When they are not playing their instruments, the hands occupy themselves by making tea, checking their phones, knitting and doodling on a sketch pad.
"We wanted to show how the music is made," Renoult told Dezeen. "Because 20syl is a beat maker we wanted it to play a big part in the video. But we looked for ideas to make it more complex. We were not trying to just do a beat making video, we wanted to have a story."
At first it seems that each pair of hands belongs to a different person off camera, but as the video progresses the hands start to swap instruments in a way that would be impossible if they were still attached to a human.
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"We wanted people to wonder if 20syl did the all hands or if it was just a one-shot video," Renoult explained. "We did a few things that suggests it's a one-shot video and some others thats suggest it's not. We wanted people to wonder."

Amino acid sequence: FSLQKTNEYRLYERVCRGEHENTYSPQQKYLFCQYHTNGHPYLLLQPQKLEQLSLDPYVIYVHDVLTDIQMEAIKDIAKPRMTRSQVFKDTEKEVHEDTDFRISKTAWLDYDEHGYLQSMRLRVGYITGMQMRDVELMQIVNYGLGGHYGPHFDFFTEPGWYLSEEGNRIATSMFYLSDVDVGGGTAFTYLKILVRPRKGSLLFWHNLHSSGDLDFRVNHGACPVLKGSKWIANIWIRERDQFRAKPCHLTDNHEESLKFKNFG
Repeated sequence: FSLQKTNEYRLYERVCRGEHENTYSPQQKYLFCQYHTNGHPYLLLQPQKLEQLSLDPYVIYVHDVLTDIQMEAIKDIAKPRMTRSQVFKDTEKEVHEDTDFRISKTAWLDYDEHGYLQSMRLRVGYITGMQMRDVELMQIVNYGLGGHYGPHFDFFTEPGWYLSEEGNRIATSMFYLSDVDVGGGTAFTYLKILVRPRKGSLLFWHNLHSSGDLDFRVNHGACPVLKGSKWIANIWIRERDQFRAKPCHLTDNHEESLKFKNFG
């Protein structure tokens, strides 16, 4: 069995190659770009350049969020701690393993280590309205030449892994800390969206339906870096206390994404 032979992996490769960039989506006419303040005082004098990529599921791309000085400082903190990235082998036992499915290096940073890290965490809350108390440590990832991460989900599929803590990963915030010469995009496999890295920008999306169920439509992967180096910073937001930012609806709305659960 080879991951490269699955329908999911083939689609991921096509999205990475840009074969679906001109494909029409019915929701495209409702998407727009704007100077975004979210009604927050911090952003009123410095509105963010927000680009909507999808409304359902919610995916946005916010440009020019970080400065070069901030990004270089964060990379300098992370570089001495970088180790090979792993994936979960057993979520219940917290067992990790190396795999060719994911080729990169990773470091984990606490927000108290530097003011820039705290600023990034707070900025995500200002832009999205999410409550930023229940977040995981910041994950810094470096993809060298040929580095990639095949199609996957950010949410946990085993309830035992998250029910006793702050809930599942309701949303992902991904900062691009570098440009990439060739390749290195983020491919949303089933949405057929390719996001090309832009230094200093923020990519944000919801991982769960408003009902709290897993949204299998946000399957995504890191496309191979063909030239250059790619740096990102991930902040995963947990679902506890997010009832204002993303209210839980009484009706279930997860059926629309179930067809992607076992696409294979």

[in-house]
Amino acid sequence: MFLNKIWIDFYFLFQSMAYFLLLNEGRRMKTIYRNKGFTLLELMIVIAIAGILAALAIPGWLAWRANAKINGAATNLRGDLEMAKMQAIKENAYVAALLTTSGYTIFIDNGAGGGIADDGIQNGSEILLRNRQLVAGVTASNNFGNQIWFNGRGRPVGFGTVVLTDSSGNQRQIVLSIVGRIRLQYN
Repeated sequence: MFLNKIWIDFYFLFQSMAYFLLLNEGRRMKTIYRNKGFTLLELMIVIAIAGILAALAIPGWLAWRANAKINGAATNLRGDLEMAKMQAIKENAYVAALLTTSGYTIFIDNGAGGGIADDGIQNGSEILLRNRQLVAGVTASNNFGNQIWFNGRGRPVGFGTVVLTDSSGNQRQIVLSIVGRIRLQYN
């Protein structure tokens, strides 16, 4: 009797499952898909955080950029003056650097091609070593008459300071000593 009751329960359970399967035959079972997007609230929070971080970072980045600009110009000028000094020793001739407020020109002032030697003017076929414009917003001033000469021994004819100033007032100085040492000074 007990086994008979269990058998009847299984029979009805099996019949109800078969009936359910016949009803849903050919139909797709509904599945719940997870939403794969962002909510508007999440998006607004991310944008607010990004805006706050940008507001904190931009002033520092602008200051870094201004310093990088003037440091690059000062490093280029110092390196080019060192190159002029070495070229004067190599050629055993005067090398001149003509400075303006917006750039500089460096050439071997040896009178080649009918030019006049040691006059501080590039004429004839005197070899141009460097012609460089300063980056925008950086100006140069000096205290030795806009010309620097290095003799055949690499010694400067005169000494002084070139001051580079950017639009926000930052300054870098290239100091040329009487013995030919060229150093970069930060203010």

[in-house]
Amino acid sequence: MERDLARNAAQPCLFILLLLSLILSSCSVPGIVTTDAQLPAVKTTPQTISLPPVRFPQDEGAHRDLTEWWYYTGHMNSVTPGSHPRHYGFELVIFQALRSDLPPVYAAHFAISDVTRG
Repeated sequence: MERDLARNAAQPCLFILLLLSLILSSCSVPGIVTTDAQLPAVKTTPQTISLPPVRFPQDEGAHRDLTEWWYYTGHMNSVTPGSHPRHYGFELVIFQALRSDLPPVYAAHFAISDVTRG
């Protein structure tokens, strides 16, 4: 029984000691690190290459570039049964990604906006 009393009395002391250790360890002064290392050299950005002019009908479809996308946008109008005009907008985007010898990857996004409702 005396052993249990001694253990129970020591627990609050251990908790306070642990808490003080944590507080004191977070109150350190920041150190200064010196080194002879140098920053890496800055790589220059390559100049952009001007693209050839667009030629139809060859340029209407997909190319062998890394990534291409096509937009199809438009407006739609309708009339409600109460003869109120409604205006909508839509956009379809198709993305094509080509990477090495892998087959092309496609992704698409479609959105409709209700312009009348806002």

In fact, each hand in the video is one of 20syl's own limbs.
"We shot the entire video in 20syl's parents' garage," Renoult said. "Only the two of us. We used [video effects software] After Effects to make the hands appear at the same time on screen."
Renoult believes that viewers can take something different out of the video each time they watch it.
"There are a lot of ways to watch it, just like there are a lot of ways to listen to a song," he said. "You can either just focus on one instrument or all of the hands. You can understand how the music is made or concentrate more on the feeling we tried to create."